The long dark days of winter are a dangerous time; it gives one far too much time for thinking and pondering on the meaning of life, etc. Well this winterI got to thinking. Even if all nature conservation policy was fully implemented in Ireland in the short-term, there are still additional things that I would like to see happen. So here is a list of 10 ‘big ticket’ additional initiatives I would like to see happen in nature conservation in Ireland before I die. It could be considered my ‘Nature Conservation Bucket List’!
- A State Agency for nature conservation in Ireland
It is somewhat of an anomaly that Ireland doesn’t have a state agency with responsibility for nature conservation. Ireland has the Environmental Protection Agency for environmental protection, Inland Fisheries Ireland for fisheries management, Coillte for forest management, Waterways Ireland for waterways management, and so forth, so why not an agency for nature conservation? (NPWS is part of a Government Department).
- Designate sites of national, regional and local importance.
In contrast with most other European countries, Ireland lacks a network of legally protected sites of national, regional and local importance (the current network of SACs and SPAs are protecting sites of European importance). Such a network was in place until 1990 with the designation of the Areas of Scientific Interest, but has become redundant as a legal challenge found the designation process to be unconstitutional. The removal of this pillar of nature conservation policy should be rectified.
- Provide additional financial incentives to promote positive land management for conservation
Nature Reserves and positive land management for conservation are a vital element in any nature conservation policy. Special financial and taxation incentives should be available for landowners and farmers who are willing to designate their land as Important Nature Areas under a medium to long term agreement, and carry out specific, target-driven management actions to achieve nature conservation objectives.
- Articulate a vision for Ireland’s biodiversity in 2050
A vision for what the Irish countryside and biodiversity should look like in 2050 needs to be articulated, and a high-level blueprint presented for the structures and actions that are needed to achieve this vision. This would help conservation to have something positive to strive for, and introduce some unity of purpose within the conservation movement.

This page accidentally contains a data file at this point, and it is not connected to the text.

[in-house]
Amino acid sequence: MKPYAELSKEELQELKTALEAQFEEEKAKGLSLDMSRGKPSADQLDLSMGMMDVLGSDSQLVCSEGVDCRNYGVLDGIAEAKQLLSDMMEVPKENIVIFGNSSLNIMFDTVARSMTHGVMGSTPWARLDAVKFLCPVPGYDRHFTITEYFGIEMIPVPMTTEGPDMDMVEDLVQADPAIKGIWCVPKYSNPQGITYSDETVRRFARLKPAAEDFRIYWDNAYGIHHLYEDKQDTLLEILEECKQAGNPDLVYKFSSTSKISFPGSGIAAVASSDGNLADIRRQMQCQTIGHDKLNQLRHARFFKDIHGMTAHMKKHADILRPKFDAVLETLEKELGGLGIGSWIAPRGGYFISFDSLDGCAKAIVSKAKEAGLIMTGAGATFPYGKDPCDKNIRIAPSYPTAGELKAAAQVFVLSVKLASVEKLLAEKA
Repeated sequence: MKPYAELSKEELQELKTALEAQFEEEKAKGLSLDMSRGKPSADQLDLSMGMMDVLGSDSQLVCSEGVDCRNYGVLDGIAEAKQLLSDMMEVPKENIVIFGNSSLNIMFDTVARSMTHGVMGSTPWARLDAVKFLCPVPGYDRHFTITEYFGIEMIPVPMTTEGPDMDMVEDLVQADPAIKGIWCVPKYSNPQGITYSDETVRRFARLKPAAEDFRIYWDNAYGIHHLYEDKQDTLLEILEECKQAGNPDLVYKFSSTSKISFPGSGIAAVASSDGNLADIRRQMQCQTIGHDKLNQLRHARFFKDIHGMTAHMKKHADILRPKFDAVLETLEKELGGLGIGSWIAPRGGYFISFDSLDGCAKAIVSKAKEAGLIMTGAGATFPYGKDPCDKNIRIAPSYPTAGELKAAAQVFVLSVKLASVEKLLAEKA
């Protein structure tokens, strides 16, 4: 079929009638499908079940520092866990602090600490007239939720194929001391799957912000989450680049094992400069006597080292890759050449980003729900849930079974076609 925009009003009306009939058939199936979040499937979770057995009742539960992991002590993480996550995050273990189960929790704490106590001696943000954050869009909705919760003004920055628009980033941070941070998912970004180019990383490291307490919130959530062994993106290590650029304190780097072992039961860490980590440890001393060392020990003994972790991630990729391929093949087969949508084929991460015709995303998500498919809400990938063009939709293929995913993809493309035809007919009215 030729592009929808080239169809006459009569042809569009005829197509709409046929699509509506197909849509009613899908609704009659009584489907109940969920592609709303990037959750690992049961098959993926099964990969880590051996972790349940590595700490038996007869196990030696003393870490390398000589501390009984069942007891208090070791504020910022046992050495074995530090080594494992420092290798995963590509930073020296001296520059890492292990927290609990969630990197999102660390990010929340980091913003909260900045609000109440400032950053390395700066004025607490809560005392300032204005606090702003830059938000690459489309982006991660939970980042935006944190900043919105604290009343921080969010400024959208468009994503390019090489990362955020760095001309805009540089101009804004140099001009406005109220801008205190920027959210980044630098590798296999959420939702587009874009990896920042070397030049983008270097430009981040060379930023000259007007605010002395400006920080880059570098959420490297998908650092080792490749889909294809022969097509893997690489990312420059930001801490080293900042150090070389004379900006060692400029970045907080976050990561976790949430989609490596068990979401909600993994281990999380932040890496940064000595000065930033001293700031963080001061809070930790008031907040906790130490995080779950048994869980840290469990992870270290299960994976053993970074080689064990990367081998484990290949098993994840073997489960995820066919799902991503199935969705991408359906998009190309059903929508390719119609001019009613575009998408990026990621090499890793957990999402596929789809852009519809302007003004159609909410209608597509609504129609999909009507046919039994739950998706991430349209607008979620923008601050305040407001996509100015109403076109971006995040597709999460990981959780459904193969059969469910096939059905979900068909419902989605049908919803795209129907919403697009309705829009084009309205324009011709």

- Appoint a Conservation Champion
All causes need champions, and there are few if any conservation champions operating at a sufficiently high level in Ireland to contribute to political, economic and social dialogue. As a public service, an Office for Nature Conservation should be established, and a Commissioner for Nature Conservation appointed, whose job it is to influence high level decision-making for the benefit of nature conservation.
- Invest in survey, monitoring and research
Biodiversity is a science-based policy. Scientific survey and monitoring is needed to document Ireland’s biodiversity resource, to understand how it functions and to track how it is changing. Investment in survey and research should be seen as an investment in human capital through employment of high-calibre professionals who can make a valuable contribution to Irish economy and society by improving the quality of decision-making.
- Properly resource the Wildlife Grant Scheme operated by the Heritage Council
The Wildlife Grant Scheme operated by the Heritage Council has delivered many local and community based initiatives, filling a very important niche in conservation management. It is targeted, well administered and promotes grass-roots, community-led initiatives in an extremely cost effective manner. The future of the scheme needs to be secured and properly resourced so that it can expand and facilitate funding of additional projects on a multi-annual basis.
- Introduce a high level promotional campaign to promote Ireland’s biodiversity
The Wild Atlantic Way has been a phenomenal success in promoting tourism along the west coast of Ireland. A similar large-scale promotional drive is needed to promote Ireland’s biodiversity, its value and the benefits it brings to society. This would be a high-level, properly funded campaign with the objective of garnering public and political support for nature conservation.
- Support conservation NGOs
A dynamic conservation NGO sector is good for civic society and can contribute in a meaningful and positive manner to development of public policy. Greater engagement by the environmental NGOs in public policy needs to be facilitated and encouraged, and both human and financial resources provided to assist capacity building within the sector.
- Oh, and sort out the mess with the conservation of protected Raised Bogs in Ireland.
Raised Bogs are of inordinate conservation value in Ireland, and less than 1% of this once extant resource remains active. The legal protection for these last remaining active raised bogs is in place; what is needed is the political will to resolve outstanding issues and deliver proper protection for the benefit of future generations.